The Old Testament: In the Light of the Historical Records and Legends of Assyria and Babylonia

The Old Testament: In the Light of the Historical Records and Legends of Assyria and Babylonia

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The Old Testament: In the Light of the Historical Records and Legends of Assyria and Babylonia

The Old Testament: In the Light of the Historical Records and Legends of Assyria and Babylonia

Read FREE!

Excerpt

The present work, being merely a record of things for the most part well known to students and others, cannot, on that account, contain much that is new. All that has been aimed at is, to bring together as many of the old discoveries as possible in a new dress.

It has been thought well to let the records tell their story as far as possible in their own way, by the introduction of translations, thus breaking the monotony of the narrative, and also infusing into it an element of local colour calculated to bring the reader into touch, as it were, with the thoughts and feelings of the nations with whom the records originated. Bearing, as it does, upon the life, history, and legends of the ancient nations of which it treats, controversial matter has been avoided, and the higher criticism left altogether aside.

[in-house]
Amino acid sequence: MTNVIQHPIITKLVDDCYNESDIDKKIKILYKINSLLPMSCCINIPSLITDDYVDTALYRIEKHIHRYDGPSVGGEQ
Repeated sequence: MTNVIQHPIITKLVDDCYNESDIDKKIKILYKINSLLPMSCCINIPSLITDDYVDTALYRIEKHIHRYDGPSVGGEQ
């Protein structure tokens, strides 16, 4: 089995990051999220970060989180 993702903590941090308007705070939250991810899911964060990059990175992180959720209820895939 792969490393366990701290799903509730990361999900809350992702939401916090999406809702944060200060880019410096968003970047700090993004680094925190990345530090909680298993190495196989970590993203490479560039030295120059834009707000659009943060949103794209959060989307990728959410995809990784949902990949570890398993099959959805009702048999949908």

Assyriology (as the study of the literature and antiquities of the Babylonians and Assyrians is called) being a study still in the course of development, improvements in the renderings of the inscriptions will doubtless from time to time be made, and before many months have passed, things now obscure may have new light thrown upon them, necessitating the revision of such portions as may be affected thereby. It is intended to utilize in future editions any new discoveries which may come to light, and every effort will be made to keep the book up to date.

For shortcomings, whether in the text or in the translations, the author craves the indulgence of the reader, merely pleading the difficult and exacting nature of the study, and the lengthy chronological period to which the book refers.

A little explanation is probably needful upon the question of pronunciation. The vowels in Assyro-Babylonian should . . .

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